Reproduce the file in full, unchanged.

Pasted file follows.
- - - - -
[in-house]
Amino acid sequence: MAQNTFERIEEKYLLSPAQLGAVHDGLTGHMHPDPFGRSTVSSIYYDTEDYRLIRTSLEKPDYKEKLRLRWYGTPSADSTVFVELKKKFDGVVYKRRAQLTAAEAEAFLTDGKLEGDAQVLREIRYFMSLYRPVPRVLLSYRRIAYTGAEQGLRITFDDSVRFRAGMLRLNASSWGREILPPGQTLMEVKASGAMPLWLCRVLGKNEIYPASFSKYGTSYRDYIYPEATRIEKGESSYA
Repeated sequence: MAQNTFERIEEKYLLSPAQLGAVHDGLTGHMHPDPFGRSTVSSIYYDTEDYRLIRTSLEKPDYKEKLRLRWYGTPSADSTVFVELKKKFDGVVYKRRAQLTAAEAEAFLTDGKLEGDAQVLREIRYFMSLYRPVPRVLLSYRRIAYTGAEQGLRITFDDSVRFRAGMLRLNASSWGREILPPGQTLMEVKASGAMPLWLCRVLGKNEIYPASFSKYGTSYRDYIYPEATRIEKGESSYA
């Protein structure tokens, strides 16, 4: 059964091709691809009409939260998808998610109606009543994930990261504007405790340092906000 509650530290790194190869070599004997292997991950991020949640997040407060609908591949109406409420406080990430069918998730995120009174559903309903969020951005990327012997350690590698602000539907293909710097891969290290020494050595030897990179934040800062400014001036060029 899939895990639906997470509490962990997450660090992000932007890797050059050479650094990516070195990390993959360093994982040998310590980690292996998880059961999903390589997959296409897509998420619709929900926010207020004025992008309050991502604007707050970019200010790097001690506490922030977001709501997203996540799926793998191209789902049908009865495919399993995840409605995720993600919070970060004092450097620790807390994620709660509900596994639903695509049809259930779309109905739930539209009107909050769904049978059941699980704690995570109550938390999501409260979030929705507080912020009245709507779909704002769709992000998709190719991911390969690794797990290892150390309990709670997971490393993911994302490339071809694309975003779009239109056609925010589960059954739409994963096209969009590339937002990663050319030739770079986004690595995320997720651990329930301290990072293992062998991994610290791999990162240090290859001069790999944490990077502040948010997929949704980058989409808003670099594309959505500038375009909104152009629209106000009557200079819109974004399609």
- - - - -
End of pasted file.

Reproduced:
[in-house]
Amino acid sequence: MAQNTFERIEEKYLLSPAQLGAVHDGLTGHMHPDPFGRSTVSSIYYDTEDYRLIRTSLEKPDYKEKLRLRWYGTPSADSTVFVELKKKFDGVVYKRRAQLTAAEAEAFLTDGKLEGDAQVLREIRYFMSLYRPVPRVLLSYRRIAYTGAEQGLRITFDDSVRFRAGMLRLNASSWGREILPPGQTLMEVKASGAMPLWLCRVLGKNEIYPASFSKYGTSYRDYIYPEATRIEKGESSYA
Repeated sequence: MAQNTFERIEEKYLLSPAQLGAVHDGLTGHMHPDPFGRSTVSSIYYDTEDYRLIRTSLEKPDYKEKLRLRWYGTPSADSTVFVELKKKFDGVVYKRRAQLTAAEAEAFLTDGKLEGDAQVLREIRYFMSLYRPVPRVLLSYRRIAYTGAEQGLRITFDDSVRFRAGMLRLNASSWGREILPPGQTLMEVKASGAMPLWLCRVLGKNEIYPASFSKYGTSYRDYIYPEATRIEKGESSYA
């Protein structure tokens, strides 16, 4: 059964091709691809009409939260998808998610109606009543994930990261504007405790340092906000 509650530290790194190869070599004997292997991950991020949640997040407060609908591949109406409420406080990430069918998730995120009174559903309903969020951005990327012997350690590698602000539907293909710097891969290290020494050595030897990179934040800062400014001036060029 899939895990639906997470509490962990997450660090992000932007890797050059050479650094990516070195990390993959360093994982040998310590980690292996998880059961999903390589997959296409897509998420619709929900926010207020004025992008309050991502604007707050970019200010790097001690506490922030977001709501997203996540799926793998191209789902049908009865495919399993995840409605995720993600919070970060004092450097620790807390994620709660509900596994639903695509049809259930779309109905739930539209009107909050769904049978059941699980704690995570109550938390999501409260979030929705507080912020009245709507779909704002769709992000998709190719991911390969690794797990290892150390309990709670997971490393993911994302490339071809694309975003779009239109056609925010589960059954739409994963096209969009590339937002990663050319030739770079986004690595995320997720651990329930301290990072293992062998991994610290791999990162240090290859001069790999944490990077502040948010997929949704980058989409808003670099594309959505500038375009909104152009629209106000009557200079819109974004399609």